He had taken his cousin to a wedding the night before because her husband had been called away on business, and she had no one to escort her. They had been late and the church was crowded. He had had to stand, and as he idly looked over the audience he suddenly looked full into the great sad eyes of the sweetest little bride he had ever seen. He had not been a young man to spend his time over pretty faces, although there were one or two nice girls in whom he was mildly interested. He had even gone so far as to wonder now and then which of them he would be willing to see sitting at his table day after day the rest of his life, and he had not yet come to a satisfactory conclusion. His cousin often rallied him about getting married, but he always told her it would be time enough to think about that when he had an income to offer her.

But when he saw that flower-face, his attention was held at once. Somehow he felt as if he had not known there was a face like that in all the world, so like a child's, with frank yet modest droop to the head, and the simplicity of an angel, yet the sadness of a sacrificial offering. Unbidden, a great desire sprang up to lift for her whatever burden she was bearing, and bring light into those sad eyes. Of course it was a passing sensation, but his eyes had traveled involuntarily to the front of the church to inspect the handsome forbidding face of the bridegroom, and with instant dissatisfaction he looked back to the girl once more and watched her come up to the altar, speculating as those who love to study humanity are wont to do when they find an interesting subject. How had those two types ever happened to come together? The man's part in it was plain. He was the kind who go about seeking whom they may devour, thought Warren Reyburn. But the woman! How could a wise-eyed child like that have been deceived by a handsome face? Well, it was all speculation of course, and he had nothing to do with any of them. They were strangers to him and probably always would be. But he had no conception at that time what a small world he lived in, nor how near the big experiences of life lie all about us.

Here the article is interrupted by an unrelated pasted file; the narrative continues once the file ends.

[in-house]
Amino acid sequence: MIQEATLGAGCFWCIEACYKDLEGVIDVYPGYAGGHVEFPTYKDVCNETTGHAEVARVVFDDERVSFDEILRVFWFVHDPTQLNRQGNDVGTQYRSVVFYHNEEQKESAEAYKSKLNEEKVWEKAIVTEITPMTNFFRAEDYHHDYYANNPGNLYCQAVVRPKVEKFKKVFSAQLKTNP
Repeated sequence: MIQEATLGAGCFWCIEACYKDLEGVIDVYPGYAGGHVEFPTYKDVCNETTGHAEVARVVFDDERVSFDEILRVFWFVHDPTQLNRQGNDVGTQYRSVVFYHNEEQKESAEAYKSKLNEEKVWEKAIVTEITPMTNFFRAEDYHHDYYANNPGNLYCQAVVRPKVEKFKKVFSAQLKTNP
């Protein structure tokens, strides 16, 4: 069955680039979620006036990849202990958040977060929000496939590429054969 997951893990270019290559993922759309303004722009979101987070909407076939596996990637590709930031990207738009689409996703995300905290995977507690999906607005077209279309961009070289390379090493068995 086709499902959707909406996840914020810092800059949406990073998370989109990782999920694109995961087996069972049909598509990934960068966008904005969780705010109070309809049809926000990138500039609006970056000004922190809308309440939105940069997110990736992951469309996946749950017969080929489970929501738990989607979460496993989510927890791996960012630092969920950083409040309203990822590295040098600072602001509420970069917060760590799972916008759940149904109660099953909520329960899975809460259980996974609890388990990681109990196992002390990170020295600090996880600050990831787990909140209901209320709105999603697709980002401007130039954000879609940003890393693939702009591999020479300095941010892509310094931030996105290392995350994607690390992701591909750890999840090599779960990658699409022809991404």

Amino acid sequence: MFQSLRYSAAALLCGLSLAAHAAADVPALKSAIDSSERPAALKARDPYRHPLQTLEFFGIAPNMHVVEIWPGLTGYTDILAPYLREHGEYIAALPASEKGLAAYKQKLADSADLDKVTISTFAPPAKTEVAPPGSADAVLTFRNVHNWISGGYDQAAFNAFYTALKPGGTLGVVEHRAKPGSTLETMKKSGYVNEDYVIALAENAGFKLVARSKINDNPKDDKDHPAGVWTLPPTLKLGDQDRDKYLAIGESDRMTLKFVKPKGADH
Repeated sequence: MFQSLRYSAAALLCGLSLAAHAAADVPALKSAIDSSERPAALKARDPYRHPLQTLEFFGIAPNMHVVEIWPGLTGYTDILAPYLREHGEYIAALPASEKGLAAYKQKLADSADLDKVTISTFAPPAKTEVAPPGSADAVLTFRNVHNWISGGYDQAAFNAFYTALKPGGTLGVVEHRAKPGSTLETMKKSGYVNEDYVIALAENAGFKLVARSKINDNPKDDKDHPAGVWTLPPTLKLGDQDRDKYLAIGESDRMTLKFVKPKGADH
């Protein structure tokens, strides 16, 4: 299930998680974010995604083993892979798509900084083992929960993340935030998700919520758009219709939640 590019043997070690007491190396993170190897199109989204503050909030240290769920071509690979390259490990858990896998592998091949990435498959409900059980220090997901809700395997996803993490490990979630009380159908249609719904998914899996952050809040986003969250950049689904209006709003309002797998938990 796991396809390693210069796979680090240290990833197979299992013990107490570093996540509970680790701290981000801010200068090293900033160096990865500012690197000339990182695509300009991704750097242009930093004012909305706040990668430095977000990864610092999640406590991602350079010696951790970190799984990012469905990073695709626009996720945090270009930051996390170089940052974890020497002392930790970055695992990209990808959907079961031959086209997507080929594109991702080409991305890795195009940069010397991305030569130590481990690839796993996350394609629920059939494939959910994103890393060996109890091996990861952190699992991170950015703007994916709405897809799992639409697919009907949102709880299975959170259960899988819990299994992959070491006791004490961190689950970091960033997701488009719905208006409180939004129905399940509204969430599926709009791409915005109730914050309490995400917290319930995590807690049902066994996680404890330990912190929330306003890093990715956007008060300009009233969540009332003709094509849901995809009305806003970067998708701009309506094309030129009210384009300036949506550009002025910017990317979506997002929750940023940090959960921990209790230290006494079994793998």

He watched the lovely bride as all the audience watched her until he saw her fall, and then he started forward without in the least realizing what he was doing. He found himself half way up the side aisle to the altar before he came to himself and forced his feet back to where his cousin was sitting. Of course he had no right up there, and what could he do when there were so many of her friends and relatives about her?

His position near the side door through which they carried her made it quite possible for him to look down into her still face as they took her to the vestry room, and he found a great satisfaction in seeing that she was even more beautiful at close hand than at a distance. He wondered afterward why his mind had laid so much stress upon the fact that her skin was lovely like a baby's without any sign of cosmetics. He told himself that it was merely his delight to learn that there was such a type, and that it ran true.

He was therefore not a little disappointed that the minister, after the congregation had waited an unconscionable time for the return of the bride, came out and announced that owing to her continued collapse the ceremony would have to be postponed. The clatter of polite wonder and gossip annoyed him beyond measure, and he was actually cross with his cousin on the way home when she ranted on about the way girls nowadays were brought up, coddled, so that a breath would blow them away. Somehow she had not looked like that kind of a girl.